Q: What’s one piece of advice you have for someone who aspires to become a health professional and to take care of an NFL team?

A: Well, it’s a long road — four years of college, four years of medical school, five years of residency and then a year of sports medicine fellowship. When you take care of a professional sports club, you really need to be available for the coaches, players and staff at any time. Having a great team, like we do at Emory Sports Medicine, obviously makes the job easier because you can have a number of excellent doctors helping out.

Dr. Karas is the Director of the Orthopaedic Sports Medicine Fellowship Program and an Associate Professor of Orthopaedic Surgery at Emory University. He’s an internationally-recognized expert in the field of sports medicine, surgery of the shoulder and knee and arthroscopic surgery.  He was joined at the Super Bowl by fellow Emory Sports Medicine Center physicians Dr. Jeffrey Webb, Dr. Brandon Mines and Dr. Kyle Hammond.

What’s It Like To Be The Team Physician For Georgia Tech?

image from Flickr/ brookenovak

Emory Sports Medicine has a strong reputation for offering top-quality orthopaedic care to athletes and non-athletes alike. Recently, people have asked to hear more about our work with college sports teams. Specifically, Emory just became the “Official Healthcare Provider for Georgia Tech Athletics.”

This new initiative involves my work as Tech’s team physician. People often ask me: What does it mean to be the team physician for Georgia Tech? The short answer: It means you’re busy!

I’ve been taking care of all of the Tech teams on the field for 11 years. I’m in charge of orthopaedic care for all of the athletes at Tech – including the football, basketball, and volleyball teams. I’m on call 24 hours a day, seven days a week for the athletes. Thus, if something happens to any of my players, the emergency room, coach or player will call me. (This is fine for me, but it gets old for my wife!)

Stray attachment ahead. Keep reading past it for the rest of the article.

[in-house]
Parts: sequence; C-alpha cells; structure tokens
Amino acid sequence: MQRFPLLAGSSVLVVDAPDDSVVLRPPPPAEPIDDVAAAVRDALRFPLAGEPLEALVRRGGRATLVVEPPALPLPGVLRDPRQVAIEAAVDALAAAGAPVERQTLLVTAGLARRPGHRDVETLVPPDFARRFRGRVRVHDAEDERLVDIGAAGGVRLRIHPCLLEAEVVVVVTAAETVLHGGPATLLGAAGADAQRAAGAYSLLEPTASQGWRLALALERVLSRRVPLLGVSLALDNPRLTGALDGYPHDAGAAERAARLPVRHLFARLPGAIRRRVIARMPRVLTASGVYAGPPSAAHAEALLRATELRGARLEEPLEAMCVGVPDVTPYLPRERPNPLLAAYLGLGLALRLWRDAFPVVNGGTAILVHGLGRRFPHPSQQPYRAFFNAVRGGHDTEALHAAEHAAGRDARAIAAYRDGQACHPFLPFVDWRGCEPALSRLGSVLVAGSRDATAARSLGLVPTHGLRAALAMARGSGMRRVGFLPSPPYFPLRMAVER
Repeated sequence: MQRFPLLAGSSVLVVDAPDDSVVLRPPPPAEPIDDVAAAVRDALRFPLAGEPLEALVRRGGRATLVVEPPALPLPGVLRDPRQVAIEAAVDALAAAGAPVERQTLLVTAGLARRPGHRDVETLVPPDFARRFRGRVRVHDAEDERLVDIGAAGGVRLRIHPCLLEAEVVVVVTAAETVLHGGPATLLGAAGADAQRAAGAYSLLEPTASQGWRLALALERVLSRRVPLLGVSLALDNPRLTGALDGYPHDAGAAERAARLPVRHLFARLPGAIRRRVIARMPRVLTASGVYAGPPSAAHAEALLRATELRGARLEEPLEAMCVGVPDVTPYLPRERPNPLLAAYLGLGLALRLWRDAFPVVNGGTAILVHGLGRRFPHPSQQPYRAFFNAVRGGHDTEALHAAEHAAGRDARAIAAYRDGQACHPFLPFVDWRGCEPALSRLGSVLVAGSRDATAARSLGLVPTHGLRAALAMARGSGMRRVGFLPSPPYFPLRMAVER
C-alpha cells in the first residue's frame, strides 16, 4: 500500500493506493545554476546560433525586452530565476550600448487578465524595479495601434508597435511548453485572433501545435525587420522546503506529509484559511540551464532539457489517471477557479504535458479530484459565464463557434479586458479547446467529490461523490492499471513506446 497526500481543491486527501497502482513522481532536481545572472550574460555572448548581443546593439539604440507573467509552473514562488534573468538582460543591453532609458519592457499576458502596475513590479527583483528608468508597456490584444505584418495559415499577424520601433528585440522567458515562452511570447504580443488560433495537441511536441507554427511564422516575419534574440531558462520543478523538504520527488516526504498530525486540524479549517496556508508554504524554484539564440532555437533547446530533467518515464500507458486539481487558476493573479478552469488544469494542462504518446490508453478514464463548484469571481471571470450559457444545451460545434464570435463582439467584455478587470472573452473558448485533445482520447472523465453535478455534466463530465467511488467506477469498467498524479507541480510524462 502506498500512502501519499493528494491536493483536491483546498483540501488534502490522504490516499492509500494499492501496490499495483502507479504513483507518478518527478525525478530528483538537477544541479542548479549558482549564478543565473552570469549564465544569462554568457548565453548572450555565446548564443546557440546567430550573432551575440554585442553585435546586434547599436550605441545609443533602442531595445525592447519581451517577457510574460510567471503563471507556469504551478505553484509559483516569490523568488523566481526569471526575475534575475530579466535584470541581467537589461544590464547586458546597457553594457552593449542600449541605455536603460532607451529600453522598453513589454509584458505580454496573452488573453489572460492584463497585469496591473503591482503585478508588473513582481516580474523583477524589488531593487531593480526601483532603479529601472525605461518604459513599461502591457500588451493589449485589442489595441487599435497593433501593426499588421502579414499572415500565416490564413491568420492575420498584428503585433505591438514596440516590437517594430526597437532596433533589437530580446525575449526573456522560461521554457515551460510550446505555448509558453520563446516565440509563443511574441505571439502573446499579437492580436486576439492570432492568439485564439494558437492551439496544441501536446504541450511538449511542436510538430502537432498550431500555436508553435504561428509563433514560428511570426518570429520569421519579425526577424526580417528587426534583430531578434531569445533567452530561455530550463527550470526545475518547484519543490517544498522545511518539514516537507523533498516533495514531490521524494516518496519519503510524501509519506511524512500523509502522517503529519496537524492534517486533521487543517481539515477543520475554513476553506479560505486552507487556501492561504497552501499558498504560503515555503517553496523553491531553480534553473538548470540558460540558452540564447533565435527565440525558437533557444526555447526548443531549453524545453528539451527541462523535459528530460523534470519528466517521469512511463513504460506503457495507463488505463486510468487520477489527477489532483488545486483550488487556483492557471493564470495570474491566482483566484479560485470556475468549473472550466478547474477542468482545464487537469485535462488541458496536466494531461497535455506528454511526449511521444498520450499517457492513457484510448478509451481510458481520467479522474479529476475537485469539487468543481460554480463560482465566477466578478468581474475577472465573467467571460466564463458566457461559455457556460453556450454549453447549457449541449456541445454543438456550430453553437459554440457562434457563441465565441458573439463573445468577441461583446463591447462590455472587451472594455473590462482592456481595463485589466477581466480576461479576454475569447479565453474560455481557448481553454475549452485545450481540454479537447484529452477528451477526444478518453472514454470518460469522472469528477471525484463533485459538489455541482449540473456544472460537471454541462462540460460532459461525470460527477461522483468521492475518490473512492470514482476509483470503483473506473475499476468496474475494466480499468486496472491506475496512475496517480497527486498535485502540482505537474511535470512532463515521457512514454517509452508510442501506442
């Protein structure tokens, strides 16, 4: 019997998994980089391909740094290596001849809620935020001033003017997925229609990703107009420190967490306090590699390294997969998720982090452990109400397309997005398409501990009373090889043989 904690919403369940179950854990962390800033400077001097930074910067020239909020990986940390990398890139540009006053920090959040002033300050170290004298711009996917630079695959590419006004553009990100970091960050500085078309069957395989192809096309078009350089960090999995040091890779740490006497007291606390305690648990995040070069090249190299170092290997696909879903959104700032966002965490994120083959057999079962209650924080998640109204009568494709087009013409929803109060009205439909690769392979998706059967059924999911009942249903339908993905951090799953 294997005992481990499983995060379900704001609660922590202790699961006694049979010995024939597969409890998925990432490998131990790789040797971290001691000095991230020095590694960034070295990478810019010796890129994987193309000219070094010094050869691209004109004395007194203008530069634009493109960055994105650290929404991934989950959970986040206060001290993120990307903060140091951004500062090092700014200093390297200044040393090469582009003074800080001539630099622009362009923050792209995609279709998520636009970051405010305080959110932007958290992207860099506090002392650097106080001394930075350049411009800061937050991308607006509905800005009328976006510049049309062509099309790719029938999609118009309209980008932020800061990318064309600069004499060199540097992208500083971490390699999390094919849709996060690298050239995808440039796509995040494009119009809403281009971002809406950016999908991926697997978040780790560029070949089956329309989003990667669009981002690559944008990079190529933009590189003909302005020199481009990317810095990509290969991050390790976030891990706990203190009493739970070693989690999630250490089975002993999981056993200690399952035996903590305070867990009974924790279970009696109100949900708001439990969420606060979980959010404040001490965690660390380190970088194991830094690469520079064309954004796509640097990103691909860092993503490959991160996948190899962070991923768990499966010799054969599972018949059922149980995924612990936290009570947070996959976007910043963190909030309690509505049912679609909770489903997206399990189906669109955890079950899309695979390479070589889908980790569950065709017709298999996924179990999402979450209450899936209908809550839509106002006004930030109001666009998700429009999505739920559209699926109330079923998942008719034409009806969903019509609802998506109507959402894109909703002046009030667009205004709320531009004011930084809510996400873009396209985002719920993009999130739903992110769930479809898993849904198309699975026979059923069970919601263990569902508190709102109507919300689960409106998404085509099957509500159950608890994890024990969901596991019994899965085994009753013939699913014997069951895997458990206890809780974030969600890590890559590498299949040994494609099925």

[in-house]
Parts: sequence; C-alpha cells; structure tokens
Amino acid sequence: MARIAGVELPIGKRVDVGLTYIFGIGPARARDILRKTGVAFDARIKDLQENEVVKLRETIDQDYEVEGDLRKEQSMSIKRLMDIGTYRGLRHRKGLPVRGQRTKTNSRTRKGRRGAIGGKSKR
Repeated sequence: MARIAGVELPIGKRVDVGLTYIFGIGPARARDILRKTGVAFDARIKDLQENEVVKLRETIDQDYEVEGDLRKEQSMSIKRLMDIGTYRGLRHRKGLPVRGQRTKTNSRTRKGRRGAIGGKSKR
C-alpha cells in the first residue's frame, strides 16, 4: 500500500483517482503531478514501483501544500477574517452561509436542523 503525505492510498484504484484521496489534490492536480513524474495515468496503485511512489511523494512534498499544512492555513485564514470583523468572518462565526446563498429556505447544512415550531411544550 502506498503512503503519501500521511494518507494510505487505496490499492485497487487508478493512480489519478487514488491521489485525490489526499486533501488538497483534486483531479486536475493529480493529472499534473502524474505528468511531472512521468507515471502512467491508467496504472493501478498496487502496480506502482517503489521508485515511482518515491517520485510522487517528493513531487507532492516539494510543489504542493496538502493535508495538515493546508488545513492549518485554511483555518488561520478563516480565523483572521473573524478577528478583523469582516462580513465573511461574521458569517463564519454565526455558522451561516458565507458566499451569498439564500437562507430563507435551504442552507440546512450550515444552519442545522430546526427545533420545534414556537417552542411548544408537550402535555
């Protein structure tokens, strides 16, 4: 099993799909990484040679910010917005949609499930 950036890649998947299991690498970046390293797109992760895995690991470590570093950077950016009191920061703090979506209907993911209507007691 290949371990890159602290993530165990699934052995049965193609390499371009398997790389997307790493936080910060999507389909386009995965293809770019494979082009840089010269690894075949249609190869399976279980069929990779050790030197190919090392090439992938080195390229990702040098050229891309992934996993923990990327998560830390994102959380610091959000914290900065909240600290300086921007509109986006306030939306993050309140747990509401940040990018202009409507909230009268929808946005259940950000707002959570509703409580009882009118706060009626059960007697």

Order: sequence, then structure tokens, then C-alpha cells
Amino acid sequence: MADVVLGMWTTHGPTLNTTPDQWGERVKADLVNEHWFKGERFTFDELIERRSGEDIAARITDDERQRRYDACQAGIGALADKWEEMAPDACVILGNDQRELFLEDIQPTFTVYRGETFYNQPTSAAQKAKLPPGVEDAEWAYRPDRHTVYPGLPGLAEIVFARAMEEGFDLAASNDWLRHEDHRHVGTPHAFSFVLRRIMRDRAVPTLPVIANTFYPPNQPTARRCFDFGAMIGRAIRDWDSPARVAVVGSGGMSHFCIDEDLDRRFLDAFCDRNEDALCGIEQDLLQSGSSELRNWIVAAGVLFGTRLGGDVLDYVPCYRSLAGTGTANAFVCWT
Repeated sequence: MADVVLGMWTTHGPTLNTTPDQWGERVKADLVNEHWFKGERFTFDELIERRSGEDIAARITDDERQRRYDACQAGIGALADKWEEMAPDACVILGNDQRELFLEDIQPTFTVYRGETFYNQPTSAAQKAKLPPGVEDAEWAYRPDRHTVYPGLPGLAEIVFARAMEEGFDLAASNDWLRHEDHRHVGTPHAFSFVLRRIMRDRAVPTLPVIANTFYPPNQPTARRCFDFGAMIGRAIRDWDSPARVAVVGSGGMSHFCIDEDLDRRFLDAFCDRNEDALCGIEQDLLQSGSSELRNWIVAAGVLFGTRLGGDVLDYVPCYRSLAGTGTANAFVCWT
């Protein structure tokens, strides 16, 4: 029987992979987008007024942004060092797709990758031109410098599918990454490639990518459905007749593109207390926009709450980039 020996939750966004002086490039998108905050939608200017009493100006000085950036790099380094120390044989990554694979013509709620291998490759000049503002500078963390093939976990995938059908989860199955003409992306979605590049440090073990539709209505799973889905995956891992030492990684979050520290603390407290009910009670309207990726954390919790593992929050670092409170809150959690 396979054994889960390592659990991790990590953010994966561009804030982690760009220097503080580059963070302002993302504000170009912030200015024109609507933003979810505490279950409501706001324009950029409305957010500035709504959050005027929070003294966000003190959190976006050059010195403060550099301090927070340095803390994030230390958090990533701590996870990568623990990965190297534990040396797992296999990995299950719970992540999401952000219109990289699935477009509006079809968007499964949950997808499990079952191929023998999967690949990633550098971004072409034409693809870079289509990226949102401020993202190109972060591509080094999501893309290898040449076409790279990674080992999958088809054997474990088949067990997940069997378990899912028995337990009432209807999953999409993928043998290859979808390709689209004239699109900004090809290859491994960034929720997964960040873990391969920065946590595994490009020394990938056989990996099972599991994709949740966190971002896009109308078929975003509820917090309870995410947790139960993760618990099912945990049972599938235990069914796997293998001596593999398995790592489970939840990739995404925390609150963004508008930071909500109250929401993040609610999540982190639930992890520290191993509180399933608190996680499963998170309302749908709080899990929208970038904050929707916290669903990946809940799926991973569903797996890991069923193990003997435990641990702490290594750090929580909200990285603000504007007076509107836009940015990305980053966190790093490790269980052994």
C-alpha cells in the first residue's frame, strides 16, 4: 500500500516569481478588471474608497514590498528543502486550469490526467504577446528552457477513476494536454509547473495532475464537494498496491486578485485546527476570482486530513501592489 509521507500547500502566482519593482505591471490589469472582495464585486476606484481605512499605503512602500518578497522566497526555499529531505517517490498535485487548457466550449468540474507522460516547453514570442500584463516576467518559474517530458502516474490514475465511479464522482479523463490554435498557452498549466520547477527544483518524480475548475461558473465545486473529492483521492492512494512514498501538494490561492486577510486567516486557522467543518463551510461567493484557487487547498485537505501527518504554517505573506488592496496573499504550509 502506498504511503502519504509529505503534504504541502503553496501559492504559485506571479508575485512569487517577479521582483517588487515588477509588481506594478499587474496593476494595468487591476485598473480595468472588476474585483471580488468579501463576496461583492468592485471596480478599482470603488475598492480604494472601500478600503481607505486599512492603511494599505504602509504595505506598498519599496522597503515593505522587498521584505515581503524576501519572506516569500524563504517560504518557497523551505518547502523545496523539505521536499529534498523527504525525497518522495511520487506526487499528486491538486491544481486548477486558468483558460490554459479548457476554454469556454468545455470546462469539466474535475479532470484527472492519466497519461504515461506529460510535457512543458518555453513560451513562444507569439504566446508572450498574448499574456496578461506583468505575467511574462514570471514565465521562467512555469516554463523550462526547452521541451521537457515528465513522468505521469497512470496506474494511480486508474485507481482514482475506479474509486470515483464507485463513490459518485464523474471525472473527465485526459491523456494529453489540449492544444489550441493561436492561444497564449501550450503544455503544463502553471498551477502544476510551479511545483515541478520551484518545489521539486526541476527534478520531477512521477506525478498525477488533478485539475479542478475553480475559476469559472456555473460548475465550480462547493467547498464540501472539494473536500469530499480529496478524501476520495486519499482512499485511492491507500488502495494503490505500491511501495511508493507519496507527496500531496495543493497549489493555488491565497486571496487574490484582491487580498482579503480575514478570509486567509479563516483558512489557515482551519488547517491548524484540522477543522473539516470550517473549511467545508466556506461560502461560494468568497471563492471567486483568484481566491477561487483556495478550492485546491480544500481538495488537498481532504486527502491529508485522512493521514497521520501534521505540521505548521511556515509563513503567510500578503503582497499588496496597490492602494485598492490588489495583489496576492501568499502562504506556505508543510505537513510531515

I also attend all football and basketball games, which can get a little crazy. During football season, I fly to the games on game day, then fly back with the team on the team charter. Thursday night games are the most challenging. I operate on patients until mid-afternoon Thursday, and then fly to the game, which typically gets me back home at around 3:00 a.m.

I end up treating a myriad of injuries. The scary ones are the cervical spine injuries on the field because you have to worry about breathing and paralysis. Most commonly, I deal with knee injuries (ACL and MCL tears) and sprains. Head injuries are handled by a non-operative sports medicine physician. One cardinal rule: Do what is best for the athlete for the long term—i.e., treat him as you would your own son or daughter.

Without a doubt, working with the athletes helps my work at Emory Sports Medicine. It allows me to take the cutting-edge, more aggressive techniques I learn from working with college teams, and apply them to everyday patients.

Reward comes with the hard work—every time one of my athletes returns from an injury, it’s a great moment, and it makes all of the hours worth it. Further, seeing these kids move on successfully to the NFL, NBA or professional baseball is great. And seeing them succeed in life is even better.

Do you have any questions about Emory and GA Tech? If so, please feel free to leave me a comment.